Men’s online health and wellness company Ro alerts customers to a potential breach that occurred when hackers attempted to access information on the laptop of an affiliate physician. The physician’s computer, which was the property of the MD’s health system employer, was infected with malware. Ro fired the physician for violating its Physician Code of Conduct by downloading unapproved software. CEO and co-founder Zachariah Reitano brings up a point relevant to telemedicine vendors who hire physicians with other employers: “The challenge Ro and others face is that, in addition to securing our own systems, we need to account for systems outside of our direct control. Ro has taken and will take a number of steps to implement additional security measures to help further protect personal information, including enhancing the security on our physicians’ computers.”




Stanford Medicine (CA) hosted its second annual EHR National Symposium featuring speakers from its health system, Epic, ONC, UnitedHealthcare, Microsoft, Cleveland Clinic, Cerner, and Livongo, among others. Videos from the event should be on the symposium’s website soon.


Researchers find that opioid dosages decreased 22% per new prescription after the University of Pennsylvania Health System implemented EHR alerts in New Jersey practices notifying prescribers if prescriptions exceeded the legal five-day limit.


Researchers at UC San Francisco’s new Center for Intelligent Imaging will work with Nvidia’s AI computing technology to develop new solutions for radiology. Ci2’s initial work will focus on an NIH-directed project using AI and data analysis to evaluate chronic back pain.

Sponsor Updates

  • Elsevier rebrands its Via Oncology cancer care management and clinical decision support tool to ClinicalPath.
  • The Women Tech Council honors Health Catalyst Chief People Officer Linda Llewelyn with its award for culture leadership.
  • Mobile Heartbeat will host an event on Enhancing Clinical Communications October 16 in Dallas.
  • Netsmart will exhibit at the NAHC Annual Meeting October 13-15 in Seattle.
  • PMD adds a two-click Instant Capture option to its Charge Capture software.
  • Clinical Computer Systems, developer of the Obix Perinatal Data System, will exhibit at AWHONN WA Fall Meeting October 13-15 in Bremerton.
  • Authority Magazine features “’5 Things I Wish Someone Told Me Before I Became CEO of Experity,’ with David Stern.”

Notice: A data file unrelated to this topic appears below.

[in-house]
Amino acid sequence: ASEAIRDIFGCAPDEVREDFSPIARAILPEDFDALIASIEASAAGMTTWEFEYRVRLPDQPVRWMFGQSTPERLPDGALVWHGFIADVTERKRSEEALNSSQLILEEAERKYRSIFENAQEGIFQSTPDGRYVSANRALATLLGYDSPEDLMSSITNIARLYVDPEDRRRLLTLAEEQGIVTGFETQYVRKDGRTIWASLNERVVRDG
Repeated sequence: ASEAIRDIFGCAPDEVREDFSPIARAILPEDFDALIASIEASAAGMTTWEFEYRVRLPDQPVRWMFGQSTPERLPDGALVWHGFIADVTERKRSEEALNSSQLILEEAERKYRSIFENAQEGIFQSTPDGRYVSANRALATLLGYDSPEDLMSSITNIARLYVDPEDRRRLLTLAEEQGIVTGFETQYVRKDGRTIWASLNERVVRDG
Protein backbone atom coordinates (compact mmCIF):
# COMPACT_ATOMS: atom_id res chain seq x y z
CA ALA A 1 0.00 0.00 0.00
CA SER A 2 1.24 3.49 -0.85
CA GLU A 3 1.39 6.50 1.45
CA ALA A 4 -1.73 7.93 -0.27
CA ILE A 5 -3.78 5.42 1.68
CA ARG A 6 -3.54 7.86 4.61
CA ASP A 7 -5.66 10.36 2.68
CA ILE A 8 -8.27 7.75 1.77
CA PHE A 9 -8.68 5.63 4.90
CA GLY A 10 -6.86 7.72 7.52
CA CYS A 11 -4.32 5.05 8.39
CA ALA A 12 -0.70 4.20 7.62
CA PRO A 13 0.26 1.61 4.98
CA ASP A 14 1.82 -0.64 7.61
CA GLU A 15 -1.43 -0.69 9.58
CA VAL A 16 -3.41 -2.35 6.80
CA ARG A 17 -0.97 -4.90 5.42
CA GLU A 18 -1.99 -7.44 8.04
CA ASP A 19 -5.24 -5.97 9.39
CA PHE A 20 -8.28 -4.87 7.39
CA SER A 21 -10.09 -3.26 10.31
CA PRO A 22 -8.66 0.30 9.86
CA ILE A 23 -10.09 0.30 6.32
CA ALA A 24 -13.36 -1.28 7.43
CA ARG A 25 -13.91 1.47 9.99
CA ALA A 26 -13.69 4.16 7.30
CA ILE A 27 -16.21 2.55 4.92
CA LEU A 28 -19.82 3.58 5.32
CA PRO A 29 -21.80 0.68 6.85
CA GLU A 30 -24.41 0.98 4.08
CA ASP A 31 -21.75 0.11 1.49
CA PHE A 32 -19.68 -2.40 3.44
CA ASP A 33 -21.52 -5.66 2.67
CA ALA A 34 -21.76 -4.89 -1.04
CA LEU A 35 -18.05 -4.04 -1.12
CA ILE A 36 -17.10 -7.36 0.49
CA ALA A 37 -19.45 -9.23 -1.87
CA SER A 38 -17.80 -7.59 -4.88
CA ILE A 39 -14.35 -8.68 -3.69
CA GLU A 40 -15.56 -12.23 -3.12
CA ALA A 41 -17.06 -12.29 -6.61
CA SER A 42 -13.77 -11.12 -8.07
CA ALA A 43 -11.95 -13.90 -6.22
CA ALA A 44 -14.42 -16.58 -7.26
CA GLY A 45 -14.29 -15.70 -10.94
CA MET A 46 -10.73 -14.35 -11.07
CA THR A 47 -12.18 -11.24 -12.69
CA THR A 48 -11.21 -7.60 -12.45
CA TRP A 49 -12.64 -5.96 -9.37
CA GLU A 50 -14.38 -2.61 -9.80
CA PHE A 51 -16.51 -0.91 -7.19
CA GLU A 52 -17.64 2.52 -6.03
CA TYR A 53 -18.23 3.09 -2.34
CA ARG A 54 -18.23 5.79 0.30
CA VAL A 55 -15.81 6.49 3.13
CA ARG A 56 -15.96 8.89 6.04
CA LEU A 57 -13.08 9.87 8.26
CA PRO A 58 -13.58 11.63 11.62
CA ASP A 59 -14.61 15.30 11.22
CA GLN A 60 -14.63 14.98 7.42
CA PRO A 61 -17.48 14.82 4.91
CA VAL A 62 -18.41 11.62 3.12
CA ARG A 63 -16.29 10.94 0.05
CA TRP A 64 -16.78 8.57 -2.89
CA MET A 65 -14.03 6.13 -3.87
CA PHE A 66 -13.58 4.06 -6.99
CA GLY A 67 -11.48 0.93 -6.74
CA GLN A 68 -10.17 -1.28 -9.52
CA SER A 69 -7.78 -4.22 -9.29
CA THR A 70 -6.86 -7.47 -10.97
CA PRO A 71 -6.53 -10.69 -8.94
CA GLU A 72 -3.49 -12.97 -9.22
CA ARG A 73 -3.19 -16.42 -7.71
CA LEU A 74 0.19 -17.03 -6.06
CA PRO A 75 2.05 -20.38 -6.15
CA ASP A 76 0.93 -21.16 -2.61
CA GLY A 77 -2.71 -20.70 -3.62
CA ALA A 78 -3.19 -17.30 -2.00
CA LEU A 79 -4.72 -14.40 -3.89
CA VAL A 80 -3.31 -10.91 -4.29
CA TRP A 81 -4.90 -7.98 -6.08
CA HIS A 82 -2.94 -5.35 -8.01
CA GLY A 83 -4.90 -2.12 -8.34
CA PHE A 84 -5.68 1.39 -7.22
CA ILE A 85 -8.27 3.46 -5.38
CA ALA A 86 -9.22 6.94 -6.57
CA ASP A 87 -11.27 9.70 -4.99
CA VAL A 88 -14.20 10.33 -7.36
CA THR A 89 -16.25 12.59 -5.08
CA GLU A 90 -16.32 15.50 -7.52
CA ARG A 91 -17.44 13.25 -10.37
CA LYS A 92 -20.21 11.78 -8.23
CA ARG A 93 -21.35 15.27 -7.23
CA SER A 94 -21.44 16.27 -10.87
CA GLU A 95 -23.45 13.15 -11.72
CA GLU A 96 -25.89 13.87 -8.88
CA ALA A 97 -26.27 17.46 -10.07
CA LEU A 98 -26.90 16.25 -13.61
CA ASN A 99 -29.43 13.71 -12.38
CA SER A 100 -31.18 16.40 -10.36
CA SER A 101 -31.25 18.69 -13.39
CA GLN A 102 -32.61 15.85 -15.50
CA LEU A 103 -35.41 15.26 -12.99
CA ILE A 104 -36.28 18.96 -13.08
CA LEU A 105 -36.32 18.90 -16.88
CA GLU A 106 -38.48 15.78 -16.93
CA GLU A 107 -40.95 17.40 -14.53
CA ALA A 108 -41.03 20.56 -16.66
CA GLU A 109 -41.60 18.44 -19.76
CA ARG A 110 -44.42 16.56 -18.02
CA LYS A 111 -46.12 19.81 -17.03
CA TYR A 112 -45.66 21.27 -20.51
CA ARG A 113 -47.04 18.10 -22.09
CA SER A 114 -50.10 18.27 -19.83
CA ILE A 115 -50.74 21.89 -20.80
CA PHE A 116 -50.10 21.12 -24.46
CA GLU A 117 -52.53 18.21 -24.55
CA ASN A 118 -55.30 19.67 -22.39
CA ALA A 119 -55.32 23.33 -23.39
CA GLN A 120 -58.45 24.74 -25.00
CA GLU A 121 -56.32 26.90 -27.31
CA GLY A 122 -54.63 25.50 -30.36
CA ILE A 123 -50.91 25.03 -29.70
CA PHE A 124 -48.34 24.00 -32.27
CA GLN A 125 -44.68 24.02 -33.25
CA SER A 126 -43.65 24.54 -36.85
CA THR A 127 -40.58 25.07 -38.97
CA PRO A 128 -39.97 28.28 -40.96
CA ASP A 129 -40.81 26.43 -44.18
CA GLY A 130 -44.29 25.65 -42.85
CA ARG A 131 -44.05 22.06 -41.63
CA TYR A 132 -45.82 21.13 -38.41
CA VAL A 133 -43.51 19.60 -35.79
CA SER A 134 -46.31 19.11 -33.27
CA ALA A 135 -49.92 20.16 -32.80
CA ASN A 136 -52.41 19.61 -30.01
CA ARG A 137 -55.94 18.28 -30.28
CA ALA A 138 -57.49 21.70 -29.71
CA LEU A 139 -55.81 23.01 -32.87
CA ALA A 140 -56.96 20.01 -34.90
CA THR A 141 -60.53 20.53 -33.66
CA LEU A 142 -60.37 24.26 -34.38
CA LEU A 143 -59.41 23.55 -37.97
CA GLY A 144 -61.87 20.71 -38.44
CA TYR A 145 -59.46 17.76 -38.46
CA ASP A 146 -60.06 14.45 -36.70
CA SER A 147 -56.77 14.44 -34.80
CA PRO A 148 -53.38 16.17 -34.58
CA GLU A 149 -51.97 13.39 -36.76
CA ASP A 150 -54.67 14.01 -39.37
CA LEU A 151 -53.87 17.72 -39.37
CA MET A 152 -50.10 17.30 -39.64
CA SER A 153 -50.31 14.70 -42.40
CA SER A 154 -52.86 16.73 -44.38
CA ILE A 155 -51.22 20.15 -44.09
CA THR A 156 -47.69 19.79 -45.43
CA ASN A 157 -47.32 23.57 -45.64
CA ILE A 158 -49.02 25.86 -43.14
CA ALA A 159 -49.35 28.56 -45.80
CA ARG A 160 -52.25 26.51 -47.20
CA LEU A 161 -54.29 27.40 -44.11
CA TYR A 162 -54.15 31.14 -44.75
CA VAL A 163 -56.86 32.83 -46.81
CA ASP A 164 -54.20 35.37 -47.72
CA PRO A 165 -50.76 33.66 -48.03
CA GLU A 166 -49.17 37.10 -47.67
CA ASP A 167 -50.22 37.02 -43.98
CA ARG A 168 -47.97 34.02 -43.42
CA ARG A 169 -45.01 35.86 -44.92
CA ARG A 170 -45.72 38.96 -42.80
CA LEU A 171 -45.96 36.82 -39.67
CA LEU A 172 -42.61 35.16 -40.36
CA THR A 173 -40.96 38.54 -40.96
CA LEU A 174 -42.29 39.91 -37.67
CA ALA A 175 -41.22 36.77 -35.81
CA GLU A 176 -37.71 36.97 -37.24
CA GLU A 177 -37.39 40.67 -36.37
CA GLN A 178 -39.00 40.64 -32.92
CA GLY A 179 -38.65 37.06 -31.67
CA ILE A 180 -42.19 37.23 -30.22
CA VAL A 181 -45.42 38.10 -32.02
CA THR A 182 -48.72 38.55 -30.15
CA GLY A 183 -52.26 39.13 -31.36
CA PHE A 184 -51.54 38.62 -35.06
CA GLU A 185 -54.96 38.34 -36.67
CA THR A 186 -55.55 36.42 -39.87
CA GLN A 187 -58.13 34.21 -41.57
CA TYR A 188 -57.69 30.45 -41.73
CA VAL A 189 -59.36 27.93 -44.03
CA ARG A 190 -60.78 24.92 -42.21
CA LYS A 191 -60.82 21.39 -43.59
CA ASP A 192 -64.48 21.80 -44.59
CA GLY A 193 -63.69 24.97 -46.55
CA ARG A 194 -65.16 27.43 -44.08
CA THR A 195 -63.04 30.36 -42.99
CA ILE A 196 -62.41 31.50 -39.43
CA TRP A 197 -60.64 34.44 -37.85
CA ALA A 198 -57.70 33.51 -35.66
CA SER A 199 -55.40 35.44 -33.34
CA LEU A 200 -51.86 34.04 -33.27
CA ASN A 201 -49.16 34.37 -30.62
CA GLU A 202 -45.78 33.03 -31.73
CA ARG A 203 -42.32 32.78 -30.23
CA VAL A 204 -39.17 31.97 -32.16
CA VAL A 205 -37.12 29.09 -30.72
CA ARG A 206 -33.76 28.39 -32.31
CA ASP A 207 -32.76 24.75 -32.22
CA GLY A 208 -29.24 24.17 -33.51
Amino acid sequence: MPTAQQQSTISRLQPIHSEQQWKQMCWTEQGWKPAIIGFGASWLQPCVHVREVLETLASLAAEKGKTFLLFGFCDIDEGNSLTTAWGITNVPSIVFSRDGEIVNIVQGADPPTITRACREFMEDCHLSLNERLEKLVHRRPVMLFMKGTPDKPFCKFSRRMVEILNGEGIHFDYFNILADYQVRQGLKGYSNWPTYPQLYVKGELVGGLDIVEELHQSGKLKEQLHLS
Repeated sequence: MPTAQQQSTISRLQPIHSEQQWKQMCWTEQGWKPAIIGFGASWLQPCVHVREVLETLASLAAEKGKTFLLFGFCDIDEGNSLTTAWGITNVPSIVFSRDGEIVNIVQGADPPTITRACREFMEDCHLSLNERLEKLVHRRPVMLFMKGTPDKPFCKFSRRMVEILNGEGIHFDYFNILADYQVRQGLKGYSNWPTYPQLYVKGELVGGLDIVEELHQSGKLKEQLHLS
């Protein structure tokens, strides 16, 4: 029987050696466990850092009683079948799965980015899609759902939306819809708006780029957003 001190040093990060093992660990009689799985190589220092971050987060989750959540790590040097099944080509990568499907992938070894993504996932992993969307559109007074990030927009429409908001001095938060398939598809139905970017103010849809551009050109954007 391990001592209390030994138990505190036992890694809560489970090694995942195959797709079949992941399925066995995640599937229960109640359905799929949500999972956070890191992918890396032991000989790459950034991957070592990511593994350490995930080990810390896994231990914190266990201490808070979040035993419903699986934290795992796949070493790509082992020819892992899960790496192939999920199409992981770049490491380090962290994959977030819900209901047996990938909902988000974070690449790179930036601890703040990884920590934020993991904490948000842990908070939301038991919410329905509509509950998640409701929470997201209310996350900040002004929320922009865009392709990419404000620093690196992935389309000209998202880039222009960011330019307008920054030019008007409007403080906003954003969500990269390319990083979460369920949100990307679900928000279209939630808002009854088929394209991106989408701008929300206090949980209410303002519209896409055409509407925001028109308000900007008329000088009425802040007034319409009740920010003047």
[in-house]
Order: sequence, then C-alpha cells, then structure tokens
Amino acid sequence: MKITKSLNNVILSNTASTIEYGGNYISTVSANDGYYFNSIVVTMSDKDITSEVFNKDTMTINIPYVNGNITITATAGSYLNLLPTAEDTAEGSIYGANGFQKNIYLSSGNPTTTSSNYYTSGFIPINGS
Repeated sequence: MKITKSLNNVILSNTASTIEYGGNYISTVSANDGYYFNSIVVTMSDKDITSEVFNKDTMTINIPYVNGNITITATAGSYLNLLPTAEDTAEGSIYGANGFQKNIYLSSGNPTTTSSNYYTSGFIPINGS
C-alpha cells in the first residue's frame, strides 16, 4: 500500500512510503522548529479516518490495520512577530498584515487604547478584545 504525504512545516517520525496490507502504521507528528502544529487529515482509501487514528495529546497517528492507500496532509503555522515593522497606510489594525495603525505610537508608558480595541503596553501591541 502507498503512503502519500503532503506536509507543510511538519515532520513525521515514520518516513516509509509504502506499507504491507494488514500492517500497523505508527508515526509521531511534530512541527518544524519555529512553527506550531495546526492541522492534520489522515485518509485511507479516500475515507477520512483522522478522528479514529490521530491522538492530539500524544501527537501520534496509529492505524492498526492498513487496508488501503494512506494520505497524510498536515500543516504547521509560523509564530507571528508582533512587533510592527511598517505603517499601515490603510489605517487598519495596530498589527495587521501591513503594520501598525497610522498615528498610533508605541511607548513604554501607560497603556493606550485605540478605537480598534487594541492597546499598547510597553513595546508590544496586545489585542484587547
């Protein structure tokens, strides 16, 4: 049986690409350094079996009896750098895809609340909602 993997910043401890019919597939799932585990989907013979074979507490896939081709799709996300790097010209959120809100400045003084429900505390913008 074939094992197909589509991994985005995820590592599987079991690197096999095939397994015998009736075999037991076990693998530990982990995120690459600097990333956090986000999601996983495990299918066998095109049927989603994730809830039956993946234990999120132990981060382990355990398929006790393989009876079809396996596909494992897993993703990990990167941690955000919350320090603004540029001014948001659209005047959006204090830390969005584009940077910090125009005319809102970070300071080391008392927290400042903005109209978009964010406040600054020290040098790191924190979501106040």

• Redox will host its Interoperability Summit October 15 in Boston.
  • The Touch Point podcast features StayWell President Pearce Fleming.
  • Surescripts will exhibit at the EClinicalWorks National Conference October 18-20 in Orlando.
  • Vocera will exhibit at the Indiana Organization of Nurse Executives Fall Conference October 16-18 in French Lick.
  • Spok publishes a new e-book, “Why the future of healthcare is in the cloud.”

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Currently there are "12 comments" on this Article:

  1. I have good insurance and significant personal cash reserves. However, my main reason for avoiding hospitals that sue people for outstanding bills is that billing staff have a habit of getting things royally mucked up and then turning people over to collections. For example, they bill the secondary insurer instead of the primary and then claim you owe the whole amount when the secondary won’t pay (because the primary wasn’t billed first). They collect the copay in cash but then don’t credit it and send you to collections over $20 that you already paid. At my own institution, where I’m a clinical researcher, they even charged research subjects’ labs to me personally rather than my grant (as instructed) and threatened to garnish my salary when the insurer (appropriately) wouldn’t pay.

    I’ll readily admit that the billing in the current health care delivery system is a nightmare but they have a whole movie cast of employees, so you’d think they could figure things out before they start calling in collections companies (or lawyers) and ruining people’s credit ratings.

  2. Fascinated by “Sorry”‘s comment, yes, that’s how distributed risk *works*. Paying for healthcare (or anything via insurance) via a distributed risk model isn’t a bank where you put your money and then withdraw exactly the money you put in. The risk of payout is distributed across as large a population as possible, so that the burden of cost doesn’t fall one any one person so onerously that they can’t recover. See also: fire insurance, auto insurance, homeowners insurance, flood insurance, etc.

    As to their not planning on using medical care any time soon: I wish you well with that plan. I was a very healthy and athletic 34 year old until I nearly dropped dead one day from a massive PE, so I’m very glad I didn’t take that gamble.

    • How about I get to be in a risk pool with millennials? I’ll get cheap prices now because I’m young. Once I’m old, I and the rest of country will vote for a responsible and affordable healthcare system since the boomers on up will be dead. Why do I have to pay out the nose for problems the greatest generation inflicted on themselves and their children? I’m the working age person now and I’m paying for Medicare that won’t be there when I’m old. That’s not distributed risk – that’s generational wealth transfer from the young to the old.

      • How do you get into a risk pool with millennials? Get hired at Epic. All those healthy young whippersnappers with their hula hoops and their crossfit. Keeps the group rates down.

        More seriously: insurance exists because people overall are risk adverse, but from your comments that’s not you. You sound pretty confident of the outcome, so you prefer to gamble. It’s interesting that if you take the gamble and lose, it’s not actually you paying for it. If you’re uninsured or under insured today (because you don’t feel like you need it), and then a catastrophic event happens, your fellow tax payers will be conducting a wealth transfer to you. Would you plan on refusing it because it’s unfair to them?

        You’re also gambling that by the time you need the healthcare system all the Boomers will be gone and the rational Gen X, Gen Y, and Gen Z folks will vote in an affordable and responsible system. This is a huge gamble and by George I’d love if it ended up going your way. However, the idea that once “the Boomers” are gone the way will be clear for sweeping reform is a massive oversimplification of US healthcare politics. Would be nice, but I’m skeptical.